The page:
equivalently porosity, to quantities such as depth, accumulation rate,
temperature, and grain size. In our context, these can be expressed using the
material derivative

Combining with Eq. (

We assume that ice and water are at the same temperature and therefore any
region containing meltwater (

Here we write boundary conditions on the surface

Our complete model is given by ice and water conservation (

In this section, we rewrite the equations in a form that we use for our
numerical solutions. There are two steps: first, we combine the equations as
conservation equations for total water (ice and liquid water) and enthalpy
(sensible and latent heat). Using this approach, commonly referred to as the
enthalpy method, we can avoid tracking the phase change interfaces and can
solve for their location using inequalities

We define the total water as

We combine the conservation Eqs. (

The surface boundary conditions (at

Table of physical values, derived scales, and nondimensional
parameter values (defined in Appendix

We discretize the conserved fluxes in space using a finite volume method
implemented in MATLAB (see the Supplement for code). In this construction,
the value of each variable is constant in each cell center and the velocities
and fluxes are evaluated at cell edges, thereby transferring fluxes of each
variable from one cell to another. We evolve
Eqs. (

In this section we consider two test problems that demonstrate the model
behavior and validate the numerical method. The two problems that we consider
here are designed to explore the boundaries between frozen and unfrozen snow
(refreezing interfaces) as well as the boundaries between partially and fully
saturated snow (saturated interfaces). Both problems ignore mechanical
compaction. We start by describing the propagation of rainwater into dry
snow. This is similar to the problem studied by

Schematic of the test problems considered in

We consider the infiltration of rain into cold, dry snow as a test problem.
We start with a patch of dry snow (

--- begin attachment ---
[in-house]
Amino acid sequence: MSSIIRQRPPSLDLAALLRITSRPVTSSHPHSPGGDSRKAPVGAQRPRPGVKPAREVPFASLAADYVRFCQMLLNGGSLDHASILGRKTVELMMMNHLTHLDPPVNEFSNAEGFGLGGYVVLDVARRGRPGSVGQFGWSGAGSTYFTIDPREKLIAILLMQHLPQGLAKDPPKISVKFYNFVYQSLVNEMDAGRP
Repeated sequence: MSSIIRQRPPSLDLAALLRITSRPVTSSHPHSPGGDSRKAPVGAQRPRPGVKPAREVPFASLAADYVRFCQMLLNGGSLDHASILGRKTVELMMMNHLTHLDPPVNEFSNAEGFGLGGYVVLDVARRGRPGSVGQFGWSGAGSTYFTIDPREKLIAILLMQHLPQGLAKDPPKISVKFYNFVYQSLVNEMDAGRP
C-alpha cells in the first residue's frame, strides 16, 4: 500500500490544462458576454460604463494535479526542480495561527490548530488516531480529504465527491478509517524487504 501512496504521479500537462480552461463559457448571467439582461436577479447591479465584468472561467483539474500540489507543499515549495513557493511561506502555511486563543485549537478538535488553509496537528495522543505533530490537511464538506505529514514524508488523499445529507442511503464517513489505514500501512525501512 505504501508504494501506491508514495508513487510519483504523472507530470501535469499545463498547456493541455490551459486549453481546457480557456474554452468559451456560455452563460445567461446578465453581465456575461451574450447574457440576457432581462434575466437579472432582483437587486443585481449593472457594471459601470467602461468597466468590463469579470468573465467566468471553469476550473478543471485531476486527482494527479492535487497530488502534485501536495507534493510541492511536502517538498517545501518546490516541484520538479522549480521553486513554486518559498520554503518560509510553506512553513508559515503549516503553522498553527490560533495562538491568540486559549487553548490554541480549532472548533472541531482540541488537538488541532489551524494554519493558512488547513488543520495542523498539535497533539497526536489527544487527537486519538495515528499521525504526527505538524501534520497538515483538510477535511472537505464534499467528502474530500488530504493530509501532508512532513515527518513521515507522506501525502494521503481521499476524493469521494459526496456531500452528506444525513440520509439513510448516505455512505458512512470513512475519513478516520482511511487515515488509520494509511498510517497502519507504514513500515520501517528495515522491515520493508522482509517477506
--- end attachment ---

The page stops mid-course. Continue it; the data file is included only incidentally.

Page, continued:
Evolution of a refreezing front at three instances of time,
partitioned between the three components of the enthalpy. The green, red, and
yellow colors show the porosity, saturation, and temperature profiles,
respectively. The dashed lines show the approximate analytical solutions
described in Appendix

Note that if

The refreezing and release of latent heat as a front of meltwater moves
through a firn layer allows the percolation of meltwater to be observed in
englacial temperature data.

We now compare these data to the approximate solution for the temperature
field ahead of a refreezing front, as given in Eq. (

Data from

We now consider the propagation of rainwater into isothermal, temperate snow
of decreasing porosity such that fully saturated fronts develop. The porosity
decreases exponentially with depth as

Evolution of fully saturated fronts at three instances in time,
showing saturation (red), water flux (cyan), and water pressure (magenta).
The porosity (green) decreases exponentially with depth over length scale

In Appendix

We now examine the solutions to the full model with prescribed seasonal
energy forcing, which we parametrize as a sinusoid, using the annual mean as
a control parameter. In principle, we could also incorporate diurnal
periodicity, but we choose to ignore it because we expect diurnal variability
to affect only a small surface layer (

We apply an oscillating surface forcing in Eq. (

We run a suite of numerical simulations varying the accumulation rate and
annual mean surface forcing, each time allowing the dynamics to reach an
annual periodic state (typically this takes around 10 years). Four
representative space–time diagrams of these simulations are shown in
Fig.